Unlike Texas, Tennessee has been blessed to largely keep the electricity on during the winter storms, with Tennessee Valley Authority (TVA) crediting its diverse generation assets.
Although thousands of homes throughout the Tennessee Valley have lost power at different times thanks to issues like trees falling on transmission lines, electric generation in the Volunteer State has held up despite the high demands from below-freezing temperatures.
Nearly half of the wind turbines located in Texas froze in the winter weather, Breitbart reported. Millions of customers across Texas suffered blackouts, partly due to the turbine problems.
Meanwhile, the TVA has kept up with electric demand, The Tennessean reported. TVA generates 40 percent of its capacity through its nuclear power plants. Most of those plants were at full capacity on Monday and Tuesday.
Aaron Paul Melda, transmission and power supply senior vice president, told the newspaper, “We have an underlying philosophy of not putting all our eggs in one basket.”
Melda told WKMS that although energy use is up for this time of year, the roughly 28,000 megawatts being consumed falls within the authority’s capacity of 33,727 megawatts.
Once the snow and ice melts, the runoff could help produce more hydroelectric power, Melda said.
Even as TVA touts the diversity of its generation sources, it too is pursuing a greater use of solar power.
Earlier this month, TVA announced a 60 percent increase in contracted solar capacity since October 2020.
On Wednesday, on The Tennessee Star Report with Michael Patrick Leahy – broadcast on Nashville’s Talk Radio 98.3 and 1510 WLAC weekdays from 5:00 a.m. to 8:00 a.m. – host Leahy welcomed panelist Crom Carmichael. They discussed the Texas wind farm situation and outages. A transcript is here.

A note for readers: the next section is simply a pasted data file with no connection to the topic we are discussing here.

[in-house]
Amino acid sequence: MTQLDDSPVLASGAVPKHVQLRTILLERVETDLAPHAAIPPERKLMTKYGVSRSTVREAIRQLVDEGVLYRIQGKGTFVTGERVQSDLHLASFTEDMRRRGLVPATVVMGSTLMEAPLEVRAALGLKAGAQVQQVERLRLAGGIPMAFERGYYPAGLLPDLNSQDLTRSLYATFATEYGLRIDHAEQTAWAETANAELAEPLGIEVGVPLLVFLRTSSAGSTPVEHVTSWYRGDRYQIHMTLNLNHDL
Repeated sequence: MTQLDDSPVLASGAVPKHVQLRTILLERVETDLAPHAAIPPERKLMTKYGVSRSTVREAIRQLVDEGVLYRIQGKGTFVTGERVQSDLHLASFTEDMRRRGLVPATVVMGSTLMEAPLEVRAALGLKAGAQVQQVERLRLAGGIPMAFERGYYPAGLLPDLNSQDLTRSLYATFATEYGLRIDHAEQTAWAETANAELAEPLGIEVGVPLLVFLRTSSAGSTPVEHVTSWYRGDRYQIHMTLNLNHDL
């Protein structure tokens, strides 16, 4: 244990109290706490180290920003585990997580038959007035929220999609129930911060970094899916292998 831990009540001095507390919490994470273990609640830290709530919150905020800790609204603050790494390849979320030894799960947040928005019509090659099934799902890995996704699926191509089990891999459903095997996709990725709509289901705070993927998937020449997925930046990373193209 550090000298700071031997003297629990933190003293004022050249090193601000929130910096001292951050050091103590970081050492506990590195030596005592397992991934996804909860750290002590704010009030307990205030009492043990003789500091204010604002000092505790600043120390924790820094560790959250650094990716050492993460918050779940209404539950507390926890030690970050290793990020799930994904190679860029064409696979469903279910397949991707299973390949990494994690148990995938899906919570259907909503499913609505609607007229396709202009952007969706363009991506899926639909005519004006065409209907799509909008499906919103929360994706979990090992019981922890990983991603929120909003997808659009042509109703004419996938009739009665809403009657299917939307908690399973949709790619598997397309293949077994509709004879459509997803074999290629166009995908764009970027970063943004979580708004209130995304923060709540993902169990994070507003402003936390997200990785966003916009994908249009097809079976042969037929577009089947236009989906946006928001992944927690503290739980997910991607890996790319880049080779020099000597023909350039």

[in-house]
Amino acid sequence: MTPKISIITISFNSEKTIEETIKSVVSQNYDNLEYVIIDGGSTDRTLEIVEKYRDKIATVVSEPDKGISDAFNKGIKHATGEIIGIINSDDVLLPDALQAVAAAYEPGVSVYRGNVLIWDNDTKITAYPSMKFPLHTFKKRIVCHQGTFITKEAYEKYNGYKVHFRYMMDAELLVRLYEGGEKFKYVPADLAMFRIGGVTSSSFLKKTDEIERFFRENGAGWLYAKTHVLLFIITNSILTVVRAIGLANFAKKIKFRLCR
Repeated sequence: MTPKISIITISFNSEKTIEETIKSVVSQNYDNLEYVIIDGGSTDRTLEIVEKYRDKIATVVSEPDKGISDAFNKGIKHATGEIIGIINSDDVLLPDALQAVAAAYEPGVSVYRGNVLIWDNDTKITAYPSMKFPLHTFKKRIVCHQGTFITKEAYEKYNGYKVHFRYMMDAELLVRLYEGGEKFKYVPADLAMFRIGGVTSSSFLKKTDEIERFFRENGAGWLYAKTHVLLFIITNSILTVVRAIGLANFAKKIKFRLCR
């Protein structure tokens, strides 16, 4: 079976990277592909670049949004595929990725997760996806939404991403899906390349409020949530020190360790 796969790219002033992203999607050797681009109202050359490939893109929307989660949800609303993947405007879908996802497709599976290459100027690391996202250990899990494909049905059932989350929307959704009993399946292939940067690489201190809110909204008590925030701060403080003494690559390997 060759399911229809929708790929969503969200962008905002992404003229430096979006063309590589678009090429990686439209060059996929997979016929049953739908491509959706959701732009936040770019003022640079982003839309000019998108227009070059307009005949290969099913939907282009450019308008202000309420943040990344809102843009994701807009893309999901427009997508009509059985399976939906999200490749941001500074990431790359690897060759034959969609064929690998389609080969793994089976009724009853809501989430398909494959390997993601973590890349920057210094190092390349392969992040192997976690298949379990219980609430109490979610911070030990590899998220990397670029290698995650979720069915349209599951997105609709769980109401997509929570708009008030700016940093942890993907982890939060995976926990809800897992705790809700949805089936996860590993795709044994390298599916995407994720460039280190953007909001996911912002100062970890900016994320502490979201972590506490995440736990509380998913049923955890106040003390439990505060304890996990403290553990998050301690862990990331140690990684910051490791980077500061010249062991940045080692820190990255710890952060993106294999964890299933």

Carmichael: And they get a larger percentage. It’s kind of interesting because here you are in the oil and natural gas capital of the United States at least I guess it used to be. I still think it is. And they turned more toward wind energy and the ice storms have frozen up the turbines. So they’ve got this huge shortage. And that points out one of the weaknesses of wind turbines.
The conversation turned to the growing use of wind turbines in Texas.
Leahy: Yeah. We got a lot of craziness going on here from the political elite and left-wing social justice warriors. I’m looking Crom at The Wall Street Journal article and it says what types of electricity are generated in Texas? And here are the facts. Natural gas-fired power plants generated 40 percent of Texas’s electricity and in 2020 according to ERCOT.
That’s the electric Electricity Reliability Council of Texas. Now talk about an oxymoron. The largest single source wind turbines were second at 23 percent followed by coal at 18 percent and nuclear at 11 percent. In recent years coal has been declining on the Texas grid and renewable sources such as wind and solar have been increasing. Hmmm. They forgot to do their analysis of what happens when the wind turbines freeze.
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